A Movie A Day #303: The Evil That Men Do (1984, directed by J. Lee Thompson)

Clement Molloch (Joseph Maher) is a doctor who uses his medical training to torture journalists and dissidents in an unnamed South American country.  Holland (Charles Bronson) is a former  CIA assassin, who is content with being retired.  But when Molloch kills a journalist who was also an old friend of Holland’s, it all becomes about revenge.  No one’s more dangerous than Charles Bronson seeking revenge.  Working with the dead journalist’s widow (Theresa Saldana), Holland heads down to South America.  Since Molloch is always surrounded by bodyguards, it is not going to be easy to get him.  But who can stop Charles Bronson?

Bronson was 62 years old when he made The Evil The Men Do and he was still the toughest, coolest killer in the movies.  The Evil That Men Do is a rarity, an 80s Bronson film that was not produced by Cannon.  It still feels like a Cannon production, even if it is a little more interesting than some of the other films that Bronson was making at that time.  Dr. Molloch was clearly based on the notorious Nazi Klaus Barbie and Joseph Maher plays Molloch as being a dignified sadist.  Molloch also has a strange relationship with his equally cruel sister (Antoinette Bower).  That Molloch is so extremely evil makes the film’s final scenes all the more satisfying.

The Evil That Men Do is one of the best of Bronson’s later films.  Charles Bronson, man.  No one got revenge better than Bronson.

Back to School Part II #25: The Night Before (dir by Thom Eberhardt)


For the past two and a half weeks, I’ve been taking a chronological look at some of the best and worst films made about teenagers, high school, and even college!  We are 25-reviews into the 56-review series and we are quickly approaching the 1990s.  However, before we enter the final decade of the 20th Century, let’s take a look at one last film from the 80s.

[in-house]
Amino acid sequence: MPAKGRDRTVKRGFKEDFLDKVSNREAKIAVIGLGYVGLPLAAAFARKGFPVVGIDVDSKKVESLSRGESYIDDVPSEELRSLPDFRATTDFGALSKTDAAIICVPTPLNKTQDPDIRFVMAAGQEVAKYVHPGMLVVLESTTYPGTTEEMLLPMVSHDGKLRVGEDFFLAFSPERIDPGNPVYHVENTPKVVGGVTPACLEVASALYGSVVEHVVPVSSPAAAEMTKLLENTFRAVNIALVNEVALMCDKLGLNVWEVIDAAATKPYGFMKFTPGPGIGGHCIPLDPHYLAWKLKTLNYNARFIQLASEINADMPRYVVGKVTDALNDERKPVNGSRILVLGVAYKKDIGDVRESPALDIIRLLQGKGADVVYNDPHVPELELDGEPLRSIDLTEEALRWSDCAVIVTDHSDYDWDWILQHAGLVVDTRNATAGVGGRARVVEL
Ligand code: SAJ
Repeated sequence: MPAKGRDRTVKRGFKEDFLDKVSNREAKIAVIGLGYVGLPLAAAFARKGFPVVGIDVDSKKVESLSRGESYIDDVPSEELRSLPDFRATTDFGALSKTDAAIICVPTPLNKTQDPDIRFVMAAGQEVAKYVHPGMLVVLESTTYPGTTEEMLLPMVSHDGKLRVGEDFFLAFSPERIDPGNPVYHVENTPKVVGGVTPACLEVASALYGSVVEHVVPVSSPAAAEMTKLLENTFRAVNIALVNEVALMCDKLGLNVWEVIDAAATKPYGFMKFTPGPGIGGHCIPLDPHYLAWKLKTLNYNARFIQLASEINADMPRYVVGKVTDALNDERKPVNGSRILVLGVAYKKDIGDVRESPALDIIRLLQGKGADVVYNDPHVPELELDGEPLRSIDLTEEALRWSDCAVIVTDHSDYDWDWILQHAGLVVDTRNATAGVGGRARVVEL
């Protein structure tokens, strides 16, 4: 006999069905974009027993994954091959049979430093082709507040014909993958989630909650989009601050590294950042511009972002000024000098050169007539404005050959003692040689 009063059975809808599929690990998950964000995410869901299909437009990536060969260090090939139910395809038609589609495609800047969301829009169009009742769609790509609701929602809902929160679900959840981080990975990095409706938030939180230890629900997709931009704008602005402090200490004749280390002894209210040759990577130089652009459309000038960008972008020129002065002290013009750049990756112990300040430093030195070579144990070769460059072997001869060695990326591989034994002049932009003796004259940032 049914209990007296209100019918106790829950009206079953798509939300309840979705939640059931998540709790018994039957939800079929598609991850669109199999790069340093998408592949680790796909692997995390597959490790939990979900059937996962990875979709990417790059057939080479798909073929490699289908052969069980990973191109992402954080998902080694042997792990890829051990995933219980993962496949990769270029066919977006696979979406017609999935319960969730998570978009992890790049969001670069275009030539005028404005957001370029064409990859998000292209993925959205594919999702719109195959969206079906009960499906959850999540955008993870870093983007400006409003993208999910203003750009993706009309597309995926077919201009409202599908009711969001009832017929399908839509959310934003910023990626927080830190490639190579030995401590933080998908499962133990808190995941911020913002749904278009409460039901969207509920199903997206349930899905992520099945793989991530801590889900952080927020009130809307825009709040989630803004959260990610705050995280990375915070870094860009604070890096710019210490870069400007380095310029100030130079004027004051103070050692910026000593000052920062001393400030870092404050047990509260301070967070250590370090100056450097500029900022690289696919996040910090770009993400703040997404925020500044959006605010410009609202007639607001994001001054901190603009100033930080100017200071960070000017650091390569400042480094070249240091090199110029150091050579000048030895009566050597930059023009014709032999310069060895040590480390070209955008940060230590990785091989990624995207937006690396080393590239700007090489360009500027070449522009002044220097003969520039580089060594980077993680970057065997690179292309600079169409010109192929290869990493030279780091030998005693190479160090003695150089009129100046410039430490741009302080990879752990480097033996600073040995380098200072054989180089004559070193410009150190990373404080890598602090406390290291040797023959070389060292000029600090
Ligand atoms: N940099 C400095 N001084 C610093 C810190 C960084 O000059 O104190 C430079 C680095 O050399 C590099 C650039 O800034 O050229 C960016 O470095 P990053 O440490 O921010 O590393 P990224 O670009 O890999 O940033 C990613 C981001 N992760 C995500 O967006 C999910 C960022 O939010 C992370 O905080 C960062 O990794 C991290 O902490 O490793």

Released in 1988, The Night Before (which should not be mistaken for the recent HBO series or the Seth Rogen Christmas comedy that nobody saw) opens with 17 year-old Winston Connelly (Keanu Reeves) waking up in an alley.  Winston isn’t the type that you would expect to find in an alley.  For that matter, he’s also not the type who you would usually expect to be played by Keanu Reeves.  He’s the president of his school’s astronomy club, a nice but socially awkward kid.  Even stranger than the fact that he’s waking up in an alley is the fact that he’s waking up in an alley while wearing a tuxedo!

How did Winston end up in that alley?  Well, it turns out that he was on the way to prom.  His date was Tara Mitchell (Lori Loughlin), a popular cheerleader who only asked Winston to the prom because she lost a bet with one of her friends.  (In a revealing bit of character development, Winston doesn’t care that she only asked him because she had to.  He’s just happy to have a date!)  When Winston was driving her to the prom, he took a wrong turn and he ended up in the bad side of town.  Then his car broke down and, as we see in several flashbacks, he and Tara stepped into a nearby bar and asked for help…

And the rest is the blur.  All Winston knows is that, upon waking up, his car has been stolen and Tara has disappeared.  And a pimp named Tito (Trinidad Silva) wants to kill him!


Will Winston be able to find his car, Tara, and discover what happened during his blackout?  You’ll have to watch the film to find out!

And, actually, I liked The Night Before.  It was a well-directed and energetically acted movie.  It takes a while to get used to Keanu Reeves playing such an innocent character but he actually gives a really likable and genuinely funny performance.  The film was directed by Thom Eberhardt, who also did Night of the Comet and Sole Survivor, and he keeps the action moving a nice pace.  The movie won’t win any points for originality — the debt to Adventures In Babysitting is especially obvious — but it’s still an entertaining 80s teen comedy.

Add to that, Keanu Reeves and Lori Louglin made a super cute couple!  I wonder if they spent their time on set sharing memories of making Brotherhood of Justice together?

I sure hope they did!